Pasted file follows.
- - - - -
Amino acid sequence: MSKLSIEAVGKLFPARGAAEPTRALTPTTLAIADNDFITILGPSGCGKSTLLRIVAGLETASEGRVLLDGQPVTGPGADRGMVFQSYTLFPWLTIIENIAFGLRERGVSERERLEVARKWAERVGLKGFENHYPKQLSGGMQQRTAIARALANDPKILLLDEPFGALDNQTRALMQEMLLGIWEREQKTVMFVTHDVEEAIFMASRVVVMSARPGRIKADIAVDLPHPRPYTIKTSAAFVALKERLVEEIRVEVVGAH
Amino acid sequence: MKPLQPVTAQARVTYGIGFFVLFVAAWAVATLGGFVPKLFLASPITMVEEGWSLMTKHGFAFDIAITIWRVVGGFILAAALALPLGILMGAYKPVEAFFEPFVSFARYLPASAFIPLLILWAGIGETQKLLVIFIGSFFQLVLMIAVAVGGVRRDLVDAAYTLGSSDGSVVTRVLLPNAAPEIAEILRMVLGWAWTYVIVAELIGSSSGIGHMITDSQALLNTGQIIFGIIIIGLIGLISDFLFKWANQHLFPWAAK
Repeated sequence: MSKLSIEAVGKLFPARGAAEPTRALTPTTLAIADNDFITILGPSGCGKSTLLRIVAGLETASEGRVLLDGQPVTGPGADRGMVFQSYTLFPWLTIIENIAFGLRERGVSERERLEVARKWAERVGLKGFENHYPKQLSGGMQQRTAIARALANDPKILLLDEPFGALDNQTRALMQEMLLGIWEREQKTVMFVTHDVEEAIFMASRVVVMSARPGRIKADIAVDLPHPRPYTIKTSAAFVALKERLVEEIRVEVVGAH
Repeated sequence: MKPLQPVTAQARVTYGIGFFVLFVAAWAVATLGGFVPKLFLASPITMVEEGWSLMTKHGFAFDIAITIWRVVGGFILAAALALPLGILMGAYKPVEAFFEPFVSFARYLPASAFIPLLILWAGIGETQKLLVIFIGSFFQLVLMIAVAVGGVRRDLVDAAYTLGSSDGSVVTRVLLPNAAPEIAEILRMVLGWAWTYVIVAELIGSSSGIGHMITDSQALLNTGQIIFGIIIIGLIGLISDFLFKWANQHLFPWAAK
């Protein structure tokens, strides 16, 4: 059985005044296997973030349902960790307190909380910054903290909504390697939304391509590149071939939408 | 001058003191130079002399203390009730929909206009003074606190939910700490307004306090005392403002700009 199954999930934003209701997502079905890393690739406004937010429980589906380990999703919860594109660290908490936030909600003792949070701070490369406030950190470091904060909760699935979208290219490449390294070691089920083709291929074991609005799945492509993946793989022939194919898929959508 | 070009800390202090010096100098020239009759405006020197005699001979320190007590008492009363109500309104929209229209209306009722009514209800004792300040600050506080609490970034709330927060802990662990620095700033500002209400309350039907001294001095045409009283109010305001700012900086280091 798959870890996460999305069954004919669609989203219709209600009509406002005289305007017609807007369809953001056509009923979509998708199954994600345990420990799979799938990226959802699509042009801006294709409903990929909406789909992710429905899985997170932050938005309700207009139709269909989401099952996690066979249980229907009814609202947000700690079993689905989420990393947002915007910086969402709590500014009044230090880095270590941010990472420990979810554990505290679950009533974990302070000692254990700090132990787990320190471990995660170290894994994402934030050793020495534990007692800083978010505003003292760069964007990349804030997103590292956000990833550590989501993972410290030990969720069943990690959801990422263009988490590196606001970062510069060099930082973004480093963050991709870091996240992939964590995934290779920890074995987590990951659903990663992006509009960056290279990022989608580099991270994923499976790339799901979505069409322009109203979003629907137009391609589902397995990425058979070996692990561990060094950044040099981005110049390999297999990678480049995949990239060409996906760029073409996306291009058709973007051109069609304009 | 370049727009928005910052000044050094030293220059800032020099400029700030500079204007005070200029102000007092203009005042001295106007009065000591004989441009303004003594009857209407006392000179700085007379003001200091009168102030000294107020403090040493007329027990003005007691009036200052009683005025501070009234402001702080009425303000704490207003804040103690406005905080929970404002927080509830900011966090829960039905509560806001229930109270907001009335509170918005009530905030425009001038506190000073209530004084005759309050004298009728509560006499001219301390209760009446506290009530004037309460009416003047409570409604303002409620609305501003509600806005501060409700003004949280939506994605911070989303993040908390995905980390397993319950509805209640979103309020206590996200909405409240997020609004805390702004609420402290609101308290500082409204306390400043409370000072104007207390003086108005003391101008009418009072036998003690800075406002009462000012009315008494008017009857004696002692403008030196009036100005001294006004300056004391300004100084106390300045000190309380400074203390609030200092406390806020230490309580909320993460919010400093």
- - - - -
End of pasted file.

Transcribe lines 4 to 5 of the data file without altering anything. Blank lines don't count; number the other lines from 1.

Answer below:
Repeated sequence: MKPLQPVTAQARVTYGIGFFVLFVAAWAVATLGGFVPKLFLASPITMVEEGWSLMTKHGFAFDIAITIWRVVGGFILAAALALPLGILMGAYKPVEAFFEPFVSFARYLPASAFIPLLILWAGIGETQKLLVIFIGSFFQLVLMIAVAVGGVRRDLVDAAYTLGSSDGSVVTRVLLPNAAPEIAEILRMVLGWAWTYVIVAELIGSSSGIGHMITDSQALLNTGQIIFGIIIIGLIGLISDFLFKWANQHLFPWAAK
């Protein structure tokens, strides 16, 4: 059985005044296997973030349902960790307190909380910054903290909504390697939304391509590149071939939408 | 001058003191130079002399203390009730929909206009003074606190939910700490307004306090005392403002700009 199954999930934003209701997502079905890393690739406004937010429980589906380990999703919860594109660290908490936030909600003792949070701070490369406030950190470091904060909760699935979208290219490449390294070691089920083709291929074991609005799945492509993946793989022939194919898929959508 | 070009800390202090010096100098020239009759405006020197005699001979320190007590008492009363109500309104929209229209209306009722009514209800004792300040600050506080609490970034709330927060802990662990620095700033500002209400309350039907001294001095045409009283109010305001700012900086280091 798959870890996460999305069954004919669609989203219709209600009509406002005289305007017609807007369809953001056509009923979509998708199954994600345990420990799979799938990226959802699509042009801006294709409903990929909406789909992710429905899985997170932050938005309700207009139709269909989401099952996690066979249980229907009814609202947000700690079993689905989420990393947002915007910086969402709590500014009044230090880095270590941010990472420990979810554990505290679950009533974990302070000692254990700090132990787990320190471990995660170290894994994402934030050793020495534990007692800083978010505003003292760069964007990349804030997103590292956000990833550590989501993972410290030990969720069943990690959801990422263009988490590196606001970062510069060099930082973004480093963050991709870091996240992939964590995934290779920890074995987590990951659903990663992006509009960056290279990022989608580099991270994923499976790339799901979505069409322009109203979003629907137009391609589902397995990425058979070996692990561990060094950044040099981005110049390999297999990678480049995949990239060409996906760029073409996306291009058709973007051109069609304009 | 370049727009928005910052000044050094030293220059800032020099400029700030500079204007005070200029102000007092203009005042001295106007009065000591004989441009303004003594009857209407006392000179700085007379003001200091009168102030000294107020403090040493007329027990003005007691009036200052009683005025501070009234402001702080009425303000704490207003804040103690406005905080929970404002927080509830900011966090829960039905509560806001229930109270907001009335509170918005009530905030425009001038506190000073209530004084005759309050004298009728509560006499001219301390209760009446506290009530004037309460009416003047409570409604303002409620609305501003509600806005501060409700003004949280939506994605911070989303993040908390995905980390397993319950509805209640979103309020206590996200909405409240997020609004805390702004609420402290609101308290500082409204306390400043409370000072104007207390003086108005003391101008009418009072036998003690800075406002009462000012009315008494008017009857004696002692403008030196009036100005001294006004300056004391300004100084106390300045000190309380400074203390609030200092406390806020230490309580909320993460919010400093």